I started seeing a therapist regularly my junior year of college, which was two whole years after I probably should have started seeing one. I think what took me so long to finally recognize that I needed help was the stigma around seeing a professional. Going to therapy is not something that’s spoken about lightly in casual conversation with an acquaintance…it’s something you quietly confess to a close friend, and hope they don’t view you as crazy.
This notion is so strange to me. Everyone has their problems, their struggles, their dirty laundry. And I’ve gotten my fair share of crappy advice and attempts at comfort from friends who just can’t empathize with dealing with depression or anxiety. So why not talk to someone who has the capability to help you feel better? You go to a doctor to keep your body healthy, why not go to a therapist to keep your mind healthy?
This being said, therapy isn’t for everyone, and you aren’t going to click with every therapist you see. I went through three therapists before I finally found one who actually helped me, but I am glad that I stuck it out and continued looking. As someone who isn’t quick to open up verbally to either family or friends, it helped to have someone unconnected from my daily life to confide in. I would much rather listen to other people’s problems than face my own, but from what I’ve come to realize, pushing back your emotions isn’t healthy. They aren’t going to disappear, and eventually, they will demand to be felt.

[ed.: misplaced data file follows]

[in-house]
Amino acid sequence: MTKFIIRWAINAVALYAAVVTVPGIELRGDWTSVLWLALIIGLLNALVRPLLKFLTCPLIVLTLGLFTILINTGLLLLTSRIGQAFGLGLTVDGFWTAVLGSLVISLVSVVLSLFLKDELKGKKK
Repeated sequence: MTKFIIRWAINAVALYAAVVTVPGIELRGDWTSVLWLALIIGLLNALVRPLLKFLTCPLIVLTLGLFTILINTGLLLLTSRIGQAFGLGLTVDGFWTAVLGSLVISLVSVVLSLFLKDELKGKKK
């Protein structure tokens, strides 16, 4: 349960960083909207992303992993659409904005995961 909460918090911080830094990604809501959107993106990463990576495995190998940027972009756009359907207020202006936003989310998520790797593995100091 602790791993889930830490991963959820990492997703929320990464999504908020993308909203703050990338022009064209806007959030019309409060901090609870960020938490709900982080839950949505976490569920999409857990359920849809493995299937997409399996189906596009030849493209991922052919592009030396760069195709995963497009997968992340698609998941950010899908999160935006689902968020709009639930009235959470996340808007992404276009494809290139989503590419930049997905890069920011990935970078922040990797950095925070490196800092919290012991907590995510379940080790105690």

Seeing a therapist has helped me to become a more emotionally intelligent individual. If something bothers me that shouldn’t, I can say, “I’m feeling irritable, why?” and either come to a conclusion, or try to do something that will elevate my mood. I have learned that it is okay to vocalize my feelings, and not worry that I am boring someone or making myself seem whiney. It is better to be honest than to project a false image of indestructibility.
Despite all this, I still find it hard to express my emotions to others. I still, often, feel trapped by my depression and anxiety. However all I can do is try to help myself overcome the obstacles to the best of my ability. At the end of the day, I am my strongest ally.